There are lots of conductive materials available these days which are great to use with this board. Here’s a short list:

Copper tape

Conductive Ink

Conductive Thread


Here are some examples:

Using conductive paint/ink:

IMG_1272 simone-love brit-tree


Tweet Tree:

Using copper tape with paper and wood:


wood-playing wood-side wood

So there are a few ways to using the Sound Clippys digital inputs. Please share yours!

Analog Inputs


Connect potentiometers or other analog sensors to the headers. These are sensors which should have 3 pins: (1) 5V, (2) signal and (3) ground. Above a small knob potentiometer is plugged in.  Here is a distance sensor:

Distance Sensor plugged into Sound Clippys analog input

The bottom row of alligator clips are for connecting variable resistors. These can be photocells (change resistance depending on light), force sensitive resistors (change resistance depending on pressure), bend sensor (change resistance depending on amount of bend), etc.

Here is and example with a photocell (light sensor):




The new Sound Clippys have arrived!

Just got a delivery of 21 PCBs for the new Sound Clippys modular-muse boards! Very excited to use these with Manhattan Middle School students soon to create new musical controllers.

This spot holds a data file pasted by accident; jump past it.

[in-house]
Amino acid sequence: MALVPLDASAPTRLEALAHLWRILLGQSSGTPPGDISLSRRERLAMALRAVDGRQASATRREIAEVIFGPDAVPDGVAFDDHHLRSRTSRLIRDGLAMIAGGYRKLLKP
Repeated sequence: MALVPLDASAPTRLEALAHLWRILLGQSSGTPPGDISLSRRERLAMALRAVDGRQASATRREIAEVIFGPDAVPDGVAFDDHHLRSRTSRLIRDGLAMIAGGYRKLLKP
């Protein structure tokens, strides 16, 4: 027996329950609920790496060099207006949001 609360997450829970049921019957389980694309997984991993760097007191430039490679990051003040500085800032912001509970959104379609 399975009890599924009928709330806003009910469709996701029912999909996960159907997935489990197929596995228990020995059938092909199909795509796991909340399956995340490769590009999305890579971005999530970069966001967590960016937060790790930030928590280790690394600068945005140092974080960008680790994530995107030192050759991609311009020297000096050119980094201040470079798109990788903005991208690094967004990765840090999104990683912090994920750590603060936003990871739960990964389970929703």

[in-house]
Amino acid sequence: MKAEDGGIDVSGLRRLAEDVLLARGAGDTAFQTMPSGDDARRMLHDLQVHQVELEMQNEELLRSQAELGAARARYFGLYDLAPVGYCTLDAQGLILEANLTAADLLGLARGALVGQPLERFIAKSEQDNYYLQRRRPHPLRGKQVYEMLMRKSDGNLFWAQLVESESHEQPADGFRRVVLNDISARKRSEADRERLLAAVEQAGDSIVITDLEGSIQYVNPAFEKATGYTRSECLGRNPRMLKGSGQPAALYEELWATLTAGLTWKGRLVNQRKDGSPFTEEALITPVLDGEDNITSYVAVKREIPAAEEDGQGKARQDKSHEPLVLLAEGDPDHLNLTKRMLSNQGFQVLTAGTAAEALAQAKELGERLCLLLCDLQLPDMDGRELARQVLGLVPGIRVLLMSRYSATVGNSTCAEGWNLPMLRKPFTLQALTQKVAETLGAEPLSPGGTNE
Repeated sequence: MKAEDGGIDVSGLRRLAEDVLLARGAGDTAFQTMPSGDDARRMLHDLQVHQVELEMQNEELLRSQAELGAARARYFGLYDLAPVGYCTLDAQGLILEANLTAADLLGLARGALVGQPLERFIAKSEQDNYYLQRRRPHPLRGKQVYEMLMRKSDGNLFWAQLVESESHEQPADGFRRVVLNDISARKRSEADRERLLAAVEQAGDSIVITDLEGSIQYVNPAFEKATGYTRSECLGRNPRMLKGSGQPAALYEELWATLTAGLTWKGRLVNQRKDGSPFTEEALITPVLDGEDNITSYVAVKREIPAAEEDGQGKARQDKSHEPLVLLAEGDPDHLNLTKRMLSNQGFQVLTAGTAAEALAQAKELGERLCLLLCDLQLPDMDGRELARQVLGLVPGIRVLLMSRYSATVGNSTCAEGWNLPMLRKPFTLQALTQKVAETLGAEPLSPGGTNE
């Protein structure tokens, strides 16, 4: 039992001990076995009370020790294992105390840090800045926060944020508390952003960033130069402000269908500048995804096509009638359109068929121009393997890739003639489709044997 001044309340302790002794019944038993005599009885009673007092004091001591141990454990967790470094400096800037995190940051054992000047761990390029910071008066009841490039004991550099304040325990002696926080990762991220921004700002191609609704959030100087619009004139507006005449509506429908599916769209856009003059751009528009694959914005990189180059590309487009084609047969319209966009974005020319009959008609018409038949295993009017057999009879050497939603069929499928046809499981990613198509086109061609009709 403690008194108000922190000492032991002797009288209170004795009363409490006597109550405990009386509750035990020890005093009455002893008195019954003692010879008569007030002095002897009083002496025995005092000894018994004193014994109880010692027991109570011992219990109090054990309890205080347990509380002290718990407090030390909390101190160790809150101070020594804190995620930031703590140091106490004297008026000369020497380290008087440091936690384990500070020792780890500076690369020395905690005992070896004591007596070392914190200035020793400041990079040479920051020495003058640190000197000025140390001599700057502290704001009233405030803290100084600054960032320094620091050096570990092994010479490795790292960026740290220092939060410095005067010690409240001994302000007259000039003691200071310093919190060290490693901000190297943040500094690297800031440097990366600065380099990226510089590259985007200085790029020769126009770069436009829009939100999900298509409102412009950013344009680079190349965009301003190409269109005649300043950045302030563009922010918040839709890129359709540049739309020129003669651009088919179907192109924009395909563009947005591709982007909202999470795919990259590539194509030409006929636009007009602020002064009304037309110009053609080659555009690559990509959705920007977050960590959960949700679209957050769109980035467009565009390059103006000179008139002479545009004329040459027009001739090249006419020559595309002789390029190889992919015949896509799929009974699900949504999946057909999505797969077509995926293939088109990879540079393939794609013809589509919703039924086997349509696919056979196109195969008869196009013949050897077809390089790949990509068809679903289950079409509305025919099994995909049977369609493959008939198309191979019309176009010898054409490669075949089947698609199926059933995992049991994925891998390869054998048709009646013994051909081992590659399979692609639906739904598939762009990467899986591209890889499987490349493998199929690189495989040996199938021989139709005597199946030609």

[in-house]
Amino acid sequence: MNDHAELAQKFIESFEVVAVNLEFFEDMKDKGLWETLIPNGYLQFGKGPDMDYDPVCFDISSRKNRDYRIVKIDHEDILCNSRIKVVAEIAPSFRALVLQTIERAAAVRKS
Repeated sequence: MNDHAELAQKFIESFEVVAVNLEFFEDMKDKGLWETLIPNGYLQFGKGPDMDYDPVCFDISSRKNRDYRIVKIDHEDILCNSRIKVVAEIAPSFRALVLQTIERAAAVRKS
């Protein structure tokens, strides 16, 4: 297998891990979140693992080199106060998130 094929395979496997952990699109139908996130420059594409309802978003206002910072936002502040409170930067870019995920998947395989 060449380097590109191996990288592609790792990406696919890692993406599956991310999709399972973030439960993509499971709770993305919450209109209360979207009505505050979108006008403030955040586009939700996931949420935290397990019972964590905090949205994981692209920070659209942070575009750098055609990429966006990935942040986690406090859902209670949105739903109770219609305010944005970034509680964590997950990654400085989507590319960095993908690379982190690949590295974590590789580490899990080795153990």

These boards have 12 digital inputs for discrete control (i.e. on/off) and 8 analog inputs for continuous control (expression!). Do you see the piano?


Connect a Scratch PicoBoard to Pd

The PicoBoard was developed to communicate with the programming language Scratch. These days Sparkfun sells their own version of the popular educational platform.

The Sparkfun Picoboard


The protocol is available on github and there’s a tutorial that walks through the Arduino code here.

We’ve made a Pd patch to bring in the data from the PicoBoard.  This includes a button, 4 resistance sensors, light sensor, microphone and the slider.

Here’s what it looks like:

Screen Shot 2015-03-02 at 2.04.15 PM


The download below also includes a demo file to make sound with the button, slider and light sensor.



Next modular-muse hardware board on its way

The next modular-muse hardware board has been ordered. It features aligator clip based connectors to make it easy to create buttons from conductive materials. Here’s a sneak peak:

Screen Shot 2015-02-25 at 9.43.07 PM

The top row is all for your aligator clipping pleasure. Think Makey Makey, except more programmable.

The bottom row of analog inputs matches the approach used by the GoGo Board and the outputs make it easy to drive servos and solenoids!

Creating Musical Gestures

Musicians have control over a lot of different aspects of sound that they use to create expressive, dynamic music.  A violinist may alter their bowing to change the timbre, a horn player may create a swell in volume, a vocalist may vary their vibrato.  This is what makes music interesting, it gives it variation, change over time. With computer generated music controlling these parameters is the difference between static, lifeless sounds and interesting expressive sounds.